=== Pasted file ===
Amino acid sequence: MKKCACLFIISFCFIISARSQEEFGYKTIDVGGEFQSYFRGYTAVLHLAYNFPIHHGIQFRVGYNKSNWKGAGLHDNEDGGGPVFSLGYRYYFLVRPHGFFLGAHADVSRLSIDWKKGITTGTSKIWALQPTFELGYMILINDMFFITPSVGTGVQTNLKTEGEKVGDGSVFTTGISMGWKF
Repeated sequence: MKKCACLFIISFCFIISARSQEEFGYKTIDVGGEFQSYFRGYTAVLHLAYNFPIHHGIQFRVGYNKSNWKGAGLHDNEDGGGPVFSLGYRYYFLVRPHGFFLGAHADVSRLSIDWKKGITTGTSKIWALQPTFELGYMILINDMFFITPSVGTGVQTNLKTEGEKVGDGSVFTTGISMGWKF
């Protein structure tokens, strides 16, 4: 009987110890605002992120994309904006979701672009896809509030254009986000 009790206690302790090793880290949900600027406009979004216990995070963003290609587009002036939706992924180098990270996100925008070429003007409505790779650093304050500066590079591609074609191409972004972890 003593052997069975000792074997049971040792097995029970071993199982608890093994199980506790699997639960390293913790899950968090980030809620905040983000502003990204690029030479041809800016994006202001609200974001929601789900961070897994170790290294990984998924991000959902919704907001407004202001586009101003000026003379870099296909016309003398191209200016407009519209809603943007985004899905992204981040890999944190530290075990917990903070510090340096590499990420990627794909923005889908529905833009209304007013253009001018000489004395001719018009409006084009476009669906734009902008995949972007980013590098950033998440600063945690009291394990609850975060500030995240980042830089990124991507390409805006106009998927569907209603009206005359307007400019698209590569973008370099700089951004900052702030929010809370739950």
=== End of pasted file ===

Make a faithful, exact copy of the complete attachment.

Amino acid sequence: MKKCACLFIISFCFIISARSQEEFGYKTIDVGGEFQSYFRGYTAVLHLAYNFPIHHGIQFRVGYNKSNWKGAGLHDNEDGGGPVFSLGYRYYFLVRPHGFFLGAHADVSRLSIDWKKGITTGTSKIWALQPTFELGYMILINDMFFITPSVGTGVQTNLKTEGEKVGDGSVFTTGISMGWKF
Repeated sequence: MKKCACLFIISFCFIISARSQEEFGYKTIDVGGEFQSYFRGYTAVLHLAYNFPIHHGIQFRVGYNKSNWKGAGLHDNEDGGGPVFSLGYRYYFLVRPHGFFLGAHADVSRLSIDWKKGITTGTSKIWALQPTFELGYMILINDMFFITPSVGTGVQTNLKTEGEKVGDGSVFTTGISMGWKF
């Protein structure tokens, strides 16, 4: 009987110890605002992120994309904006979701672009896809509030254009986000 009790206690302790090793880290949900600027406009979004216990995070963003290609587009002036939706992924180098990270996100925008070429003007409505790779650093304050500066590079591609074609191409972004972890 003593052997069975000792074997049971040792097995029970071993199982608890093994199980506790699997639960390293913790899950968090980030809620905040983000502003990204690029030479041809800016994006202001609200974001929601789900961070897994170790290294990984998924991000959902919704907001407004202001586009101003000026003379870099296909016309003398191209200016407009519209809603943007985004899905992204981040890999944190530290075990917990903070510090340096590499990420990627794909923005889908529905833009209304007013253009001018000489004395001719018009409006084009476009669906734009902008995949972007980013590098950033998440600063945690009291394990609850975060500030995240980042830089990124991507390409805006106009998927569907209603009206005359307007400019698209590569973008370099700089951004900052702030929010809370739950």